During a wide-ranging interview presaging the new year, Mr Swan talked up the government's economic credentials - a perceived Labor weak point according to the polls - arguing that Australia has "a set of fundamentals that just about any other developed economy would wish to have".Imagine you could have a wide-ranging interview with the Treasurer. Would you do your research on Swan and the economy and get some information that no other outlet had before, or would you just do the sort of standard bullshit that you could do if you'd never met Swan? If you were Jacqueline Maley, you'd trot out the same lazy bullshit: Rudd challenge, the surplus.
But the Treasurer stopped short of using the word "guarantee" in relation to the slim budget surplus the government has promised for 2012-13, which was downgraded from the $3.5 billion forecast in its May budget ...Never mind the economics, feel the semantics. Swan isn't going to guarantee anything until the 2012-13 budget is actually released. The fact that he won't tie himself to a guarantee is standard practice for politicians, really. Even though it's tiresome bullshit, Scoop Maley is going to plug away at the same dry waterhole. After four paragraphs on the same non-topic I'm starting to wonder how "wide-ranging" this interview actually was.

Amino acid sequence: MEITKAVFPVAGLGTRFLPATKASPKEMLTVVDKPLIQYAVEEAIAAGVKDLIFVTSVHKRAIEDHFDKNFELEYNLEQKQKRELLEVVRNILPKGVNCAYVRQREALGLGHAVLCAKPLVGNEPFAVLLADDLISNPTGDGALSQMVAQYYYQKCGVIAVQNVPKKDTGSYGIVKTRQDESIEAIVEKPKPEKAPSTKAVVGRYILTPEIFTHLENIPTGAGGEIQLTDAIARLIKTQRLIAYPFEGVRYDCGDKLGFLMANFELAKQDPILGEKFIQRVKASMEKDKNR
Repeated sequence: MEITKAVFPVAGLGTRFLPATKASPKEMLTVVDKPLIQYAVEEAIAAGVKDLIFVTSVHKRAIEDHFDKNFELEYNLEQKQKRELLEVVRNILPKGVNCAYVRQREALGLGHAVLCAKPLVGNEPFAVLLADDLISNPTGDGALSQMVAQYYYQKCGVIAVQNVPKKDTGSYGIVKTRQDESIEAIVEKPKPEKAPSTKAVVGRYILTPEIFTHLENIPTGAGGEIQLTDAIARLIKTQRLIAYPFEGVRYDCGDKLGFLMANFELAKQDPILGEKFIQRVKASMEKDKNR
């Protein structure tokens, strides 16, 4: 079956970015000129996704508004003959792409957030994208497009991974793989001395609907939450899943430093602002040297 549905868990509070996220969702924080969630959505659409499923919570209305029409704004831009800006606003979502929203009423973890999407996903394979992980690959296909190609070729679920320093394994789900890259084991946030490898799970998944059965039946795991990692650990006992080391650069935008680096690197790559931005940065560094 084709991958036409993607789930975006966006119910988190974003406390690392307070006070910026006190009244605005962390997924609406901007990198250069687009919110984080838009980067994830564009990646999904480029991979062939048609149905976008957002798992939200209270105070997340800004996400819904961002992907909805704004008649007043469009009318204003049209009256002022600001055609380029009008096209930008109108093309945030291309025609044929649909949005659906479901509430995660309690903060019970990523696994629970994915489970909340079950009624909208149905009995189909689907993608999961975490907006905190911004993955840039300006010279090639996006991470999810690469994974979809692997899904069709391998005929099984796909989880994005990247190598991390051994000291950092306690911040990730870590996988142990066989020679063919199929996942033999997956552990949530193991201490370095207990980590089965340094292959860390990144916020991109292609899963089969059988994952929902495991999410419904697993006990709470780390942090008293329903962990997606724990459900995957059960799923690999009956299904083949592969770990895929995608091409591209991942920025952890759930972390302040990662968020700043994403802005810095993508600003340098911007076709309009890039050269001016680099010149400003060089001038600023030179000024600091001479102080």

You know that if there is a surplus in next year's budget, Jacqueline Maley will dismiss it as a political fetish rather than an economic imperative, and claim that there are accounting stunts involvd (as though no Treasurer has ever done this).
China's usually muscular manufacturing sector, which is heavily dependent on exports to Europe, this month contracted for the second consecutive month.That's just clumsy writing. You don't have to interview Swan to get that. If you're going to quote that, however, consider how it relates to what Swan said (in that interview or elsewhere) and factors in the Australian economy dependent upon China's manufacturing sector in particular.
If you're going to interview the Treasurer, or do the Fourth Estate thing of holding pollies to account, you really need a basic understanding of economics. It's an old journosphere claim that people aren't interested in policy, but what they mean is that they can't write about it in an engaging way. Maley got an interview with the Treasurer but couldn't convey what he said except through banalities.
Mr Swan said there was no update on the asylum seeker impasse the government has been seeking to resolve through talks with the opposition ...There is a whole story to be written on that, why aren't you writing it?